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Established over 15 years ago, Future Digital’s core objective is to provide the most dynamic e-safety solutions for the rapidly changing digital and ICT environment.

Its sophisticated active monitoring solution ensures that teachers and offender management services have full visibility of what is happening in the digital  environment. This guarantees that students are on task, protected from risk, and getting the full benefits offered by e-learning, and that offenders can be tracked to check for any breaches of any orders that they are currently under. Future Digital’s new FD Record software has now been added as a fully comprehensive safeguarding management system that allows schools to record and share all safeguarding incidents in one easy-to-use, cloud-based solution.

Trusted by a  large number of Local Authorities, individual schools, the public sector, law enforcement agencies and in the home, Future Digital’s safeguarding solutions allow you to create flexible digital environments where users are free to access and enjoy all the benefits of the internet without curtailing or limiting their experience.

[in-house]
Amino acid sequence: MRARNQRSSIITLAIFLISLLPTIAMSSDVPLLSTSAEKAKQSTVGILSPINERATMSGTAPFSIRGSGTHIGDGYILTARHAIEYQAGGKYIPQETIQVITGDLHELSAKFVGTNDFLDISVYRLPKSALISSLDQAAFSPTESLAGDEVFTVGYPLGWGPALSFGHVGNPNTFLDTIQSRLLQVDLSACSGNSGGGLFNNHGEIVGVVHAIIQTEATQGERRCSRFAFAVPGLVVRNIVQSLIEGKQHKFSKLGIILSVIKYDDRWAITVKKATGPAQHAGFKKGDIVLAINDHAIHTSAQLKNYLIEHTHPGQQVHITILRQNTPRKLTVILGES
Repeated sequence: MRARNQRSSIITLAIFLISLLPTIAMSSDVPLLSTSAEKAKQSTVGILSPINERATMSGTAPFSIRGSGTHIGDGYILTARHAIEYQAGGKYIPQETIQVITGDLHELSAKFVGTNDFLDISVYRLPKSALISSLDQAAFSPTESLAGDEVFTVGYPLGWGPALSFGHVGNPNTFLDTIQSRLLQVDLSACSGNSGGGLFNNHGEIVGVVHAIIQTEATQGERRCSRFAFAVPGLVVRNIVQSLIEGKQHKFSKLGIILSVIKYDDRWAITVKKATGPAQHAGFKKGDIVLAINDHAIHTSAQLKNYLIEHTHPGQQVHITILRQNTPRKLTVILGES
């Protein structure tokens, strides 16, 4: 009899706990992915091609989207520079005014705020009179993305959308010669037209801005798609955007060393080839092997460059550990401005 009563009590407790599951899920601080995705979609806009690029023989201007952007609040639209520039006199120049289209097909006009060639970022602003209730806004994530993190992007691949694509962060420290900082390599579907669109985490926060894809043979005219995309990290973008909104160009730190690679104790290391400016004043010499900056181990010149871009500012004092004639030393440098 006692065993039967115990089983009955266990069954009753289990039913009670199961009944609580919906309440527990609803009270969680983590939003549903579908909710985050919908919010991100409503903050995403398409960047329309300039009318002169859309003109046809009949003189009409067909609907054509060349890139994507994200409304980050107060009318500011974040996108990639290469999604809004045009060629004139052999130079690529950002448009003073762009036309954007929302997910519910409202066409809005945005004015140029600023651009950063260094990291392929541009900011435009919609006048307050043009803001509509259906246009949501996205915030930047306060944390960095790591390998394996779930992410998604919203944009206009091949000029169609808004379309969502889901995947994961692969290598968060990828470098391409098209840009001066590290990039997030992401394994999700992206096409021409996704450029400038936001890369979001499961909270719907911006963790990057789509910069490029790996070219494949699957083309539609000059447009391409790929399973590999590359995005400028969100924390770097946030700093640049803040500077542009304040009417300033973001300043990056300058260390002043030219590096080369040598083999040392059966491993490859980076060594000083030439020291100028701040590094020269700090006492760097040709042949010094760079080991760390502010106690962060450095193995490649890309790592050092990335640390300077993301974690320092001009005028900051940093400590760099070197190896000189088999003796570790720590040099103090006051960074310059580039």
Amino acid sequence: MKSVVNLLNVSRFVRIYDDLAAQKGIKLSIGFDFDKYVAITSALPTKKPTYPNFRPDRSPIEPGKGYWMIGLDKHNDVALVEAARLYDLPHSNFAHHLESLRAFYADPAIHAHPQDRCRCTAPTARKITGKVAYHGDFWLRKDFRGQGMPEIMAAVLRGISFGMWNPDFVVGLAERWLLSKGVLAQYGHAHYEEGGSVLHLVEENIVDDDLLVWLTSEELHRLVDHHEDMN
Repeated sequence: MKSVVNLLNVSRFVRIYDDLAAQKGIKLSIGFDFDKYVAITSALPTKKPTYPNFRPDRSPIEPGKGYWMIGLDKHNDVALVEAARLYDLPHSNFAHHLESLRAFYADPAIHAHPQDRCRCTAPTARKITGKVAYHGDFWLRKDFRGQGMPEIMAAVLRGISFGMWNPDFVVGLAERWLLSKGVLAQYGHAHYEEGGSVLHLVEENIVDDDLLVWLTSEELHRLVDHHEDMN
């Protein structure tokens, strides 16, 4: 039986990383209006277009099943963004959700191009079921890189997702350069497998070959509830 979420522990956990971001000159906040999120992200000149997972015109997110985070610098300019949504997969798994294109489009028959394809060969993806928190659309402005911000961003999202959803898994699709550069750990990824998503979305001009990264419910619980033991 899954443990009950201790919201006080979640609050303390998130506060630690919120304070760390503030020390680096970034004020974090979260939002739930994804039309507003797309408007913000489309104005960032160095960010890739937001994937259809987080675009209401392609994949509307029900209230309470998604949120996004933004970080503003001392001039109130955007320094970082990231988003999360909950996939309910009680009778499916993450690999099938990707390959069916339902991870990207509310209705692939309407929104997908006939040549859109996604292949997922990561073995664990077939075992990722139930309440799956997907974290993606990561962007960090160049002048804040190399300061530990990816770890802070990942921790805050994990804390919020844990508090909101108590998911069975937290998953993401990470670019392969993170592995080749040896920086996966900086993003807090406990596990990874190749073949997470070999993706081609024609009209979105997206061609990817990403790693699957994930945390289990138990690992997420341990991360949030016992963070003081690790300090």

Why Us?

Future Digital is dedicated to educating and shaping positive online experiences while protecting more vulnerable users. Our technology continues to define the e-safety space by providing leading, innovative software solutions designed to protect and safeguard against online dangers.

Our active monitoring solutions ensure compliance with the ‘Prevent’ duty, and the KCSiE 2018 mandatory monitoring requirements. It covers institutions’ responsibilities in regard to online safeguarding, as inspected by Ofsted’s Common Inspection Framework. It is also fully customisable making it easier to implement the new GDPR legislation.

Our solutions extend to a wide range of devices including PC, Mac, iPad and our new fully scalable Cloud solution. Over the coming months Future Digital will be providing e-safety solutions for Android, Chromebook and Windows Phone ensuring that your whole environment is protected.

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As of September 2016, it became a mandatory requirement of KCSiE guidelines to have an online monitoring system in place. While many schools in the UK have a filtering system in place, filtering alone does not fulfil this obligation.

Filtering and monitoring complement each other but work quite differently.

What Filtering does?
Filtering works by blocking or limiting access to unsuitable websites. This helps control what your students do but doesn’t show you anything about where online and real-world dangers are in your school.

Although some filtering providers might give you reports when blocked sites have been visited, they may not be able to give you context and may only inform you after a delay.

What Active Monitoring does?
Active monitoring works across all applications on an institution’s network, meaning that all online and off-line activity on a computer or device is assessed. It is proactive and a way of safeguarding in real time .

Active monitoring uses up to date threat related libraries to create real-time alerts for safeguarding staff.

Why is active monitoring important?